Eric Lander, Biden’s top science adviser, resigns: Report

President Biden’s top science adviser resigned Monday night after an internal White House investigation found that he violated workplace policy by bullying and demeaning staffers.

The White House said Eric Lander resigned, a move that came as Mr. Biden was being criticized for not living up to a pledge to fire any appointee who showed disrespect to colleagues.

In his resignation letter to the president, Mr. Lander said he was “devastated that I caused hurt to past and present colleagues by the way in which I have spoken to them.”

“I have sought to push myself and my colleagues to reach our shared goals — including at times challenging and criticizing,” he told Mr. Biden. “But it is clear that things I said, and the way I said them, crossed the line at times into being disrespectful and demeaning, to both men and women. That was never my intention.”

He said it was “not possible to continue effectively in my role, and the work of this office is far too important to be hindered.”

White House press secretary Jen Psaki said the president accepted Mr. Lander‘s resignation “with gratitude” for his work on the COVID-19 pandemic, a “cancer moonshot” initiative and other priorities.

He knows that Dr. Lander will continue to make important contributions to the scientific community in the years ahead,” Ms. Psaki said.

Earlier in the day, Ms. Psaki had said that the White House was allowing Mr. Lander to keep his job after being warned to change his behavior.

“Senior White House officials conveyed directly to Dr. Lander that his behavior was inappropriate, and the corrective actions that were needed,” she said then.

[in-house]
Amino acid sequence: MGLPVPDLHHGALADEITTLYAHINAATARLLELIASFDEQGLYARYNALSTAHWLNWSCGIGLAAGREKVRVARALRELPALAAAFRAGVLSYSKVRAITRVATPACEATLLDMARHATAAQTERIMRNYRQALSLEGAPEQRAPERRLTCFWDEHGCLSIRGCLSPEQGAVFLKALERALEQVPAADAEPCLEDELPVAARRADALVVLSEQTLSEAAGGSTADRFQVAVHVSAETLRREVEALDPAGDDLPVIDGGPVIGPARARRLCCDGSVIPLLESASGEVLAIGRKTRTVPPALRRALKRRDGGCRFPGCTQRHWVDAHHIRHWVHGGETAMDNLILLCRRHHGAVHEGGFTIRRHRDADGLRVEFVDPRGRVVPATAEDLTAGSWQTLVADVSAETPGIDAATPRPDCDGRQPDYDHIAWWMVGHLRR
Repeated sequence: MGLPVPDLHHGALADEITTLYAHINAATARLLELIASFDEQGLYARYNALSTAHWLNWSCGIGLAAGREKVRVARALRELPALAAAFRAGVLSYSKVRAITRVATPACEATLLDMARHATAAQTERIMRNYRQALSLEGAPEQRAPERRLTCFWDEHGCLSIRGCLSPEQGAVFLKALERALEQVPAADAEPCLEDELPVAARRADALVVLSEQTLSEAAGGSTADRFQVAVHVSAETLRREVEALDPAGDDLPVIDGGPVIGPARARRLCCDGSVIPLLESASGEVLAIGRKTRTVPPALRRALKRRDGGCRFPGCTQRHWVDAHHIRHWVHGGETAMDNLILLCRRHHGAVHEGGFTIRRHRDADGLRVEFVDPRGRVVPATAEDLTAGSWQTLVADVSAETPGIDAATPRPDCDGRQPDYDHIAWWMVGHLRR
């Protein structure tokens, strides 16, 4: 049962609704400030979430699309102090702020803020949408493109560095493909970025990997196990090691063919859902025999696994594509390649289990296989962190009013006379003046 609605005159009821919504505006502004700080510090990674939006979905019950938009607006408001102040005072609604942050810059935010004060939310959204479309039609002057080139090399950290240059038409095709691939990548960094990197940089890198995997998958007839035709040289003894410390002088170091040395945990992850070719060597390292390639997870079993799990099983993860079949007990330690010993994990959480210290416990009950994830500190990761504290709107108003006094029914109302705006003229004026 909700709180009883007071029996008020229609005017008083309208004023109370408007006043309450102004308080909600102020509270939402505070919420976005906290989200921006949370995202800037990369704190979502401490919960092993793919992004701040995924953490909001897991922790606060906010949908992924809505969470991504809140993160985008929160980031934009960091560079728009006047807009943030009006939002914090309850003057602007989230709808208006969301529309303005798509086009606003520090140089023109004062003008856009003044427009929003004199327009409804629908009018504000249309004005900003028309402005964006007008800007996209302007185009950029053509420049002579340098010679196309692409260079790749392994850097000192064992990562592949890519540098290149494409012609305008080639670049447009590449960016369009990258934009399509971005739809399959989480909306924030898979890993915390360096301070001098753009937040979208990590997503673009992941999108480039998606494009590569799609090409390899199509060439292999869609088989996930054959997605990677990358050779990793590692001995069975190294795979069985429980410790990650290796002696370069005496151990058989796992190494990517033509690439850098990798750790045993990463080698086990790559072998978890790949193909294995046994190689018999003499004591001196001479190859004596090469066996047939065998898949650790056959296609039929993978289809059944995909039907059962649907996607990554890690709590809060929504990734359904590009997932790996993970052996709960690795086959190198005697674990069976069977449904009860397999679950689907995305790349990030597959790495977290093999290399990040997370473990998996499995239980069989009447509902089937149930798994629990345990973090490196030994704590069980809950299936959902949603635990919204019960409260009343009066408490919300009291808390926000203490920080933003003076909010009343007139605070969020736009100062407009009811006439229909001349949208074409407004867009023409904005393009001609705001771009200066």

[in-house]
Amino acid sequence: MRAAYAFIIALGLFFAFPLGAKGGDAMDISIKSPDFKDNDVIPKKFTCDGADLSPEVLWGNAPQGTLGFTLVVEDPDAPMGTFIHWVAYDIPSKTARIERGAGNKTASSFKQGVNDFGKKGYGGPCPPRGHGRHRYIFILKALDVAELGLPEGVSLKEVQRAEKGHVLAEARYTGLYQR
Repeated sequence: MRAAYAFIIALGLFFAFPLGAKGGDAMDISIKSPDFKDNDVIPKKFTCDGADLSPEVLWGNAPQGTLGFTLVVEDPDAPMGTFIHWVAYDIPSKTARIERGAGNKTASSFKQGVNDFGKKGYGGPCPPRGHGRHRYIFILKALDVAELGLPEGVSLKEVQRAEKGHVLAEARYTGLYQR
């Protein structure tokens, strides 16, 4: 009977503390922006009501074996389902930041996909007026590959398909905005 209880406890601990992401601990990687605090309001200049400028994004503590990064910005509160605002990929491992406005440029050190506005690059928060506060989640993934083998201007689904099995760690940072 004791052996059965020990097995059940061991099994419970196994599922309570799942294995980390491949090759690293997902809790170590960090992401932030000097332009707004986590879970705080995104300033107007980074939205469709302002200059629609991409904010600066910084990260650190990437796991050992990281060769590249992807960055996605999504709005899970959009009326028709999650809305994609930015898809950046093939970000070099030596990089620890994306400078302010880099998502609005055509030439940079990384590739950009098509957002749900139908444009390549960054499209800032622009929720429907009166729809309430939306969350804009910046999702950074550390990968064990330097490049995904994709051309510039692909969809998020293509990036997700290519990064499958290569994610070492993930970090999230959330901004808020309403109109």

Ms. Psaki had said the White House would “monitor” the president’s science adviser going forward.

Giving Mr. Lander a warning ran counter to the president’s promise immediately after his inauguration to fire “on the spot” all White House officials who treat colleagues with disrespect or talks down to others.

“On the spot,” the president vowed a year ago. “No ifs, ands or buts.”

A two-month internal investigation found that Mr. Lander, as head of the Office of Science and Technology Policy, violated White House workplace policy by demeaning and belittling subordinates, particularly women, Ms. Psaki confirmed Monday afternoon.

Asked repeatedly why the president had retreated from his vow to fire such people, Ms. Psaki said the White House didn’t have a “process” in place a year ago for investigating complaints.

“Nothing about his behavior is acceptable to anyone here at all,” she said. “Quite the opposite. But there is now a process in place that was not in place at the time to evaluate and determine what the next steps should be taken in the event that any behavior like this occurs, to prevent it from happening in the future. That is exactly what happened in this case.”

Mr. Lander led the president’s initiative on finding a cure for cancer, an initiative that was rolled out last week. White House Chief of Staff Ron Klain also said last month that Mr. Lander is the point person on specific boosters for COVID-19.

The Senate raised questions during the confirmation process for Mr. Lander last spring about reports that he had met with convicted sex offender Jeffrey Epstein. He was eventually confirmed on a voice vote.

Mr. Lander was accused of retaliating against staffers who questioned him and driving them out of his office in some cases.

Health, The New York Today

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